Special guests share life lessons during AFMAO Wingman Day

  • Published
  • By Christin Michaud
  • AFMAO Public Affairs
The team at Air Force Mortuary Affairs Operations, Dover Air Force Base, Delaware, paused for Wingman Day Oct. 15 and to host special guests.

"Wingman Day is a time for our tremendous team here to take a knee and to focus on the Comprehensive Airman Fitness Program," said Lt. Col. Chip Hollinger, AFMAO deputy commander, before introducing special guests Hershel Walker, a famous athlete and Jeff Gendelman, an actor and producer.

Hollinger highlighted their pursuit of excellence and interest in knowing and understanding people and how it relates to the mission.

"Specifically, today we will focus on the mental aspects of comprehensive fitness and how important it is for all of us to watch out for one another, particularly in regard to our solemn mission here," said Hollinger.

The two guests share a love for mixed martial arts but also a passion for helping people recognize the need to seek help.

They each shared their personal journeys and stories of triumph.

Walker, best known for winning the Heisman Trophy in 1982, said there are many universal truths, but the two he shared with the mortuary team were to "treat everyone with respect and dignity," and "everyone deserves a second chance."

Respect and dignity is something the team here is well versed in. It encompasses two of three words in the mission of how AFMAO cares for the fallen.

Walker stressed the importance of applying that to relationships outside the work place as well. In addition to respect for others, his advice was to "get along to get along," he said. "If you are all on one page, you can accomplish greatness."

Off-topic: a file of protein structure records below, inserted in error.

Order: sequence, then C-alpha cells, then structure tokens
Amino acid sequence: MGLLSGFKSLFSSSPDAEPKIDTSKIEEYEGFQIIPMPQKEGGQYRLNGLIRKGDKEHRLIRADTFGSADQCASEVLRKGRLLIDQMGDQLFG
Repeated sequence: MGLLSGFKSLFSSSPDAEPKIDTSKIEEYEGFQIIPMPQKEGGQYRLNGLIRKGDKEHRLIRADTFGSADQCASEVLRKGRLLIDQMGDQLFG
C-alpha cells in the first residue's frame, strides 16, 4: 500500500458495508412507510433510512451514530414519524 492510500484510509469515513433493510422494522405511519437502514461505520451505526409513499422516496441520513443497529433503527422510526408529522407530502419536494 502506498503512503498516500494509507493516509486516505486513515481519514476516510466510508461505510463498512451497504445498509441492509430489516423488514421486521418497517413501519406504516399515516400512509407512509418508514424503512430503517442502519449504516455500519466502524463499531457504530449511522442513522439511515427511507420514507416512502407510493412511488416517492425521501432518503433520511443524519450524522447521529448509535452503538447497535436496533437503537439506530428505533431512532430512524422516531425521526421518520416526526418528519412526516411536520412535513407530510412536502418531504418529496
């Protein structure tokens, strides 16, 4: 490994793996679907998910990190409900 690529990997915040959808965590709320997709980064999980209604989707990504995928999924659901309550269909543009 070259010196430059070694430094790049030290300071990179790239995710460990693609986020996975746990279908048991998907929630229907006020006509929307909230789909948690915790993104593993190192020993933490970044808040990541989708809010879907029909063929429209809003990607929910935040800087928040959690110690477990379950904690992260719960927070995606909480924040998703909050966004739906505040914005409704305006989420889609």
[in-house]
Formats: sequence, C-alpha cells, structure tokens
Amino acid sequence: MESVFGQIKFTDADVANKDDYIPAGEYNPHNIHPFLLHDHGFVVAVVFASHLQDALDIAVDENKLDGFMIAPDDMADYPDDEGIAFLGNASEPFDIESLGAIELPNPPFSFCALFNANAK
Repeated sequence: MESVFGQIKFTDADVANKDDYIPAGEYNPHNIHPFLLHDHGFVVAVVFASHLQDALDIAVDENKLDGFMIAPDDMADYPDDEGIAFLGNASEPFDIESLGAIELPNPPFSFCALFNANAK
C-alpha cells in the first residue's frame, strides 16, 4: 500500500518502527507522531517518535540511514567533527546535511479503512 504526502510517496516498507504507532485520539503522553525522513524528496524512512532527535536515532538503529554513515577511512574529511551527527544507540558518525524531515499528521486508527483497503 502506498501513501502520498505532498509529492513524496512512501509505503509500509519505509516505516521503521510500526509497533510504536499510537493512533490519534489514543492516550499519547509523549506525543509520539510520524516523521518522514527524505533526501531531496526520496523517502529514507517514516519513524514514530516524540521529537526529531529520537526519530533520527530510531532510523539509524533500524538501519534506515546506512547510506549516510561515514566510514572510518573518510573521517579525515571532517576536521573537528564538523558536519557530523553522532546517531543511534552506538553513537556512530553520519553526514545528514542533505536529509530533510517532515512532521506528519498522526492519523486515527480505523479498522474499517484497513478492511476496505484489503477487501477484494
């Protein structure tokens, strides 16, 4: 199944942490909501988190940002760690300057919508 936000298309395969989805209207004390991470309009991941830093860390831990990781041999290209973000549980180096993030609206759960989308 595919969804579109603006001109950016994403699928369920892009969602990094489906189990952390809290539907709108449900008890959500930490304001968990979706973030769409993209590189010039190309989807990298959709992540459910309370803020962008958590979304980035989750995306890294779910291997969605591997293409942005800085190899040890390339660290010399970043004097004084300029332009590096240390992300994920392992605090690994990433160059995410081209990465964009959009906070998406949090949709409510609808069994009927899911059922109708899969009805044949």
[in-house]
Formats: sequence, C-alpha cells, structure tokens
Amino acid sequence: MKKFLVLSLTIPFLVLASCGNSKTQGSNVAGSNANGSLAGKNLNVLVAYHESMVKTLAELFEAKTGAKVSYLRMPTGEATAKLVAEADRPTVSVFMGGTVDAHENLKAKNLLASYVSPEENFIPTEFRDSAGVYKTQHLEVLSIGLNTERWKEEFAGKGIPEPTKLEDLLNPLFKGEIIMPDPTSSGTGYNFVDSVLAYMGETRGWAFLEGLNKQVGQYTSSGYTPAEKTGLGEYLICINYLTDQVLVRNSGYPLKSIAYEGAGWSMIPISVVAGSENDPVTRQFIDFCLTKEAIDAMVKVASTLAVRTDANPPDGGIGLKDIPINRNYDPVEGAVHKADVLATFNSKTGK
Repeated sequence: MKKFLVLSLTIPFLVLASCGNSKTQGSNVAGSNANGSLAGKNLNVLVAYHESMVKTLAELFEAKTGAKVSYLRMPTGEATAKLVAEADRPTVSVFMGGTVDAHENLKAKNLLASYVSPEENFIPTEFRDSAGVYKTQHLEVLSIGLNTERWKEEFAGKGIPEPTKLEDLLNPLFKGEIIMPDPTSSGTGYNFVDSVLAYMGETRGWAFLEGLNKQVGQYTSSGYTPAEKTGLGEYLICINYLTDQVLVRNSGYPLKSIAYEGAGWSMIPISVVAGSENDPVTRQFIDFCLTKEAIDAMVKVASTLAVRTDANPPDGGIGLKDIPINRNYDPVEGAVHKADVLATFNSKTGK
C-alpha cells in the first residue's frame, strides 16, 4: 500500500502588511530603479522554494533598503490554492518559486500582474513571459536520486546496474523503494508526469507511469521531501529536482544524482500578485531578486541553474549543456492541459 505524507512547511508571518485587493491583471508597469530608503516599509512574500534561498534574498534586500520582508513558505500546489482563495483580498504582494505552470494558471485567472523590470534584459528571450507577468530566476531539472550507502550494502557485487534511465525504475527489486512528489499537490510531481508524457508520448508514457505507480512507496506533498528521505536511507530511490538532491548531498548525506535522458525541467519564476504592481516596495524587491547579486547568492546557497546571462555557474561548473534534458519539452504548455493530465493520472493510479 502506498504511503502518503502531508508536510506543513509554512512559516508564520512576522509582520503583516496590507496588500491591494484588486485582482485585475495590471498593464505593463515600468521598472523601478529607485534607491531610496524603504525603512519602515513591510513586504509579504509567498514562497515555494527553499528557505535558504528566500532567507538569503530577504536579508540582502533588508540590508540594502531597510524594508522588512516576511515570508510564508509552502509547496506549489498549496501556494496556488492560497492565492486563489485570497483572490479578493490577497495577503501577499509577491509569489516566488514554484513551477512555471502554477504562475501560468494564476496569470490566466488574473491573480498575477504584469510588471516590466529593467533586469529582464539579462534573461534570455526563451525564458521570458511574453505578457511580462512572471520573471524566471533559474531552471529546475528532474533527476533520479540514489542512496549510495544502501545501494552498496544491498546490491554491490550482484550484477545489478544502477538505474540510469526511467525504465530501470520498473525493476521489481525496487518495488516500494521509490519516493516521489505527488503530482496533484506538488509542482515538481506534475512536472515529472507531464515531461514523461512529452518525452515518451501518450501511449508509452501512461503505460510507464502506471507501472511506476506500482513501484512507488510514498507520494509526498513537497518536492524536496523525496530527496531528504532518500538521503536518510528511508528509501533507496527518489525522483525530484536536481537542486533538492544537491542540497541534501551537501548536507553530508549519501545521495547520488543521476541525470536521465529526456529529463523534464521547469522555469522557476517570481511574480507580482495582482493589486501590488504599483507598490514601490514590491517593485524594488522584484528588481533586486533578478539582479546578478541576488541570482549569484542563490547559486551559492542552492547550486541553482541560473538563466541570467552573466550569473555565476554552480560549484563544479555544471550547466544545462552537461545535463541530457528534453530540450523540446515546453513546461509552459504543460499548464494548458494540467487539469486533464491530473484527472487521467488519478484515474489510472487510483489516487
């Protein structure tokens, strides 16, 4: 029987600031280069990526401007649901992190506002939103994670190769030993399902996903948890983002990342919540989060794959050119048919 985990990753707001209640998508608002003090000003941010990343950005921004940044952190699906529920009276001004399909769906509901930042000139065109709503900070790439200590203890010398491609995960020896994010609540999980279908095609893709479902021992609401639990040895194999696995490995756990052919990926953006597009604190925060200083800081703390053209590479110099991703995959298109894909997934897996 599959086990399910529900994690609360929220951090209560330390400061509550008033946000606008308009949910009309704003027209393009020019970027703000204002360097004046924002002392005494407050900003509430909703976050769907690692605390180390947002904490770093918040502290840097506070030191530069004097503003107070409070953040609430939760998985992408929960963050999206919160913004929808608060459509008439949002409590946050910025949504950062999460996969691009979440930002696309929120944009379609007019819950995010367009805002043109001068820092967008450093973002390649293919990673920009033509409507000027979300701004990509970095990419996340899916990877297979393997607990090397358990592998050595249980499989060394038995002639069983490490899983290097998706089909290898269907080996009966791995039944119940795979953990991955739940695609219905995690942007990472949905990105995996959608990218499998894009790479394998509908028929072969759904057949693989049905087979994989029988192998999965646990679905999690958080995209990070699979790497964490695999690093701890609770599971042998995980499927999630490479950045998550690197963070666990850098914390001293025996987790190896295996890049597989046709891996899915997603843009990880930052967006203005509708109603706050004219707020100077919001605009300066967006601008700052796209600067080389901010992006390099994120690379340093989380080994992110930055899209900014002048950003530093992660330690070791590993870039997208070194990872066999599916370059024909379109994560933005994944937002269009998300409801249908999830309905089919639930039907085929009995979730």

He said he learned that lesson from one of his coaches. When he played for the University of Georgia, his team wasn't the biggest, the fastest or the prettiest, he said, but they worked together as a team and as a result only lost one game.

Putting work into relationships is something Gendelman agreed was important as well.

"I'm tough to live with," he said recognizing how hard it must be for his daughters and wife. "There isn't anything harder than making a relationship work."

The actor said he learned a valuable lesson at a young age and it is something he has carried with him throughout the years.

"I don't live my life with regrets," he said.

Gendelman is proud of what he has accomplished including his recent movie "The Surface," which was featured at the base's Wingman Day.

Creating the movie has been a dream of his for 18 years, he said. It's a story about triumph and spirit and is a reminder that tomorrow is another day.

Gendelman who has served as a conduit for change in people's lives stressed that if a time comes when people are off track, it is okay to see a cerebral coach to help get back on track or have what he called a cerebral carwash.

"The (mental health) stigma is ending," said Gendelman, "and we are a part of that."

During their orientation, both men were in tune to what the men and women at the mortuary are faced with and the impact it can have mentally.

Walker discussed his experience with seeking help with mental health providers despite his fame as an NFL player and now serves as a spokesman for Patriot Support Programs, an organization that helps service members, veterans and their families to manage the effects of post-traumatic stress, depression and substance abuse.

"It's an honor for me to be here," Walker told the mortuary team. "You are my heroes - you truly are."